Waddell's Annals of Augusta County, Virginia, from 1726 to 1871


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The Augusta militia was called out in April, 1779, by Col. Sampson Mathews, and rendezvoused at Staunton on the 18th. The company was commanded by Capt. James Trimble. Joseph Bell of South River was orderly sergeant, and Alexander Hamilton was one of the privates. They marched to Tygart’s Valley, and returned home after an absence of three months. Hamilton states in his “declaration” that he was on several scouts, but in no battle.

By the year 1779, courthouse No. 2 required fixing up, and the sheriff was ordered to employ workmen to repair the under-pinning and windows, so that business might be done therein; and also to rent out the old courthouse, in which jailor Thomas Rhodes then lived.


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THE POAGES.

Robert Poage, with many other settlers in the Valley, appeared at Orange court, May 22, 1740, to “prove his importation,” with the view of taking up public lands. The record sets forth that he, his wife, Elizabeth, and nine children, named, came from Ireland to Philadelphia, “and from thence to this colony,” at his own expense. He may have come some years earlier than the date mentioned, but we find no trace of him before that time. Alexander Breckinridge proved his importation on the same day, and very likely the two families came over in the same ship.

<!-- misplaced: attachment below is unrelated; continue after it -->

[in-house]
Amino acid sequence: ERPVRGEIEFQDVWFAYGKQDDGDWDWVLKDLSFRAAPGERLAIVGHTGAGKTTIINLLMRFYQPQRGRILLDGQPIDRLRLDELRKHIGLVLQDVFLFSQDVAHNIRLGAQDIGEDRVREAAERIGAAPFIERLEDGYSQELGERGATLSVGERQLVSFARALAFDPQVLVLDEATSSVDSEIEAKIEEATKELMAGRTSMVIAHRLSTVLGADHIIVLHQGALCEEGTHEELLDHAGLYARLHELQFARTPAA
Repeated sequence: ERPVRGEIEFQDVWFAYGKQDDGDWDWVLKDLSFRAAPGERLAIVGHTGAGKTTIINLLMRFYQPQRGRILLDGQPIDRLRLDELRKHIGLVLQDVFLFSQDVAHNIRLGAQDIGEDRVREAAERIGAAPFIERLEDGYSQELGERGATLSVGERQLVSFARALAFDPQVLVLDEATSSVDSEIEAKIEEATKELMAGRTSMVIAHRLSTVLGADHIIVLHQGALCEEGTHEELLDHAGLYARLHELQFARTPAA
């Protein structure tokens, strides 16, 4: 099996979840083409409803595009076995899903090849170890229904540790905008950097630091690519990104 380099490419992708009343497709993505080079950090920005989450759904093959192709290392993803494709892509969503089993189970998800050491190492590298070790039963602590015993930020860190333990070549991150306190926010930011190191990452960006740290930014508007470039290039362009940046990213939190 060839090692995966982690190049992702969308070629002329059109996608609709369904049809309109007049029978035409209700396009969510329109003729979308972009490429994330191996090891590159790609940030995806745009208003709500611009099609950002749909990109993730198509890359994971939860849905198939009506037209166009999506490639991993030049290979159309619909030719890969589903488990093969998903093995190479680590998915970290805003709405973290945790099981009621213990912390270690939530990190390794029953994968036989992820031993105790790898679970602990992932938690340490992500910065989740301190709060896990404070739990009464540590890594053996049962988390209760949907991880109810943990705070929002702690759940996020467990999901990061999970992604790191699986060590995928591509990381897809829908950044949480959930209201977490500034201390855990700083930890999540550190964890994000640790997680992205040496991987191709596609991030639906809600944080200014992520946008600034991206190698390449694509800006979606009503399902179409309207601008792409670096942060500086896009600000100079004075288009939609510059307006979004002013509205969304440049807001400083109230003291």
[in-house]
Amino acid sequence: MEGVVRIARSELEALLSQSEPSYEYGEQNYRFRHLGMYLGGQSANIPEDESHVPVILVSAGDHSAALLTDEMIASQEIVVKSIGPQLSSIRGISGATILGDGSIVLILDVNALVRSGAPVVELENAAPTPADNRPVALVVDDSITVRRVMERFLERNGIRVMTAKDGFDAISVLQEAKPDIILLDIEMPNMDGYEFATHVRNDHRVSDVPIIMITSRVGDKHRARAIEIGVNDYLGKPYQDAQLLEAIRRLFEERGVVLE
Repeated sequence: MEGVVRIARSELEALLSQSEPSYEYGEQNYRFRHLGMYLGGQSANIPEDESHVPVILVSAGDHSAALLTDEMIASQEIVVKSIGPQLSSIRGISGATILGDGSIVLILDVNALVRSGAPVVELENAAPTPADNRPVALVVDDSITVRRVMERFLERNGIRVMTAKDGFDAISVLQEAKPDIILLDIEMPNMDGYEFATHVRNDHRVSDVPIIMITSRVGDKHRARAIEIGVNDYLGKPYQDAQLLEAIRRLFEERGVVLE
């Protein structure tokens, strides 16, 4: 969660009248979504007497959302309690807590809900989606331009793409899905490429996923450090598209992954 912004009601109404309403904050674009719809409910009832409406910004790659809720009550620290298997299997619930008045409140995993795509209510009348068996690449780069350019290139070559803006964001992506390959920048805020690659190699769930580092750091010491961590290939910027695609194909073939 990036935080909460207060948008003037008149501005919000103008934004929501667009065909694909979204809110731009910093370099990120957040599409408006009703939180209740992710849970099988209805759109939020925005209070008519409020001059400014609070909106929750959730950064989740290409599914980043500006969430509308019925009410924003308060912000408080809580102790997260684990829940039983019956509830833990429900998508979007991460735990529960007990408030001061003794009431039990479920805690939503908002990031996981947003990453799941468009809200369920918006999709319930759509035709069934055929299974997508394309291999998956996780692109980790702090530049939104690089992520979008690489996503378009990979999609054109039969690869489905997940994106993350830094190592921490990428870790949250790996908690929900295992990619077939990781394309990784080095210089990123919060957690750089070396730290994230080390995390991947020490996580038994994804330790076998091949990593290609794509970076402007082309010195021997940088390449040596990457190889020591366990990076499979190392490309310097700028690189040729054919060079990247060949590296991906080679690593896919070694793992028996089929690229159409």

Mr. Poage settled on a plantation three miles north of Staunton, which he must have purchased from William Beverley, as the land was in Beverley’s Manor. The tract contained originally seven hundred and twenty-two acres. It was there, no doubt, that the young preacher, McAden, obtained his first dinner in Virginia, on Saturday, June 21, 1755.

But he acquired other lands directly from the government. There is before us a patent on parchment, executed by Governor Gooch, July 30, 1742, granting to Robert Poage three hundred and six acres of land “in the county of Orange, on the west side of the Blue Ridge,” to be held “in free and common soccage, and not in capite or by knight’s service,” in consideration of thirty-five shillings; provided the grantee should pay a fee rent of one shilling for every fifty acres, annually, “on the feast of St. Michael the Archangel,” etc. The seal attached to the patent has on it an impression of the royal crown of Great Britain.

The will of Robert Poage, dated October 20, 1773, was proved in court March 6, 1774. The executors were William Lewis and testator’s son, John. The testator mentions his sons John, Thomas, Robert, George and William; and his daughters Martha Woods,


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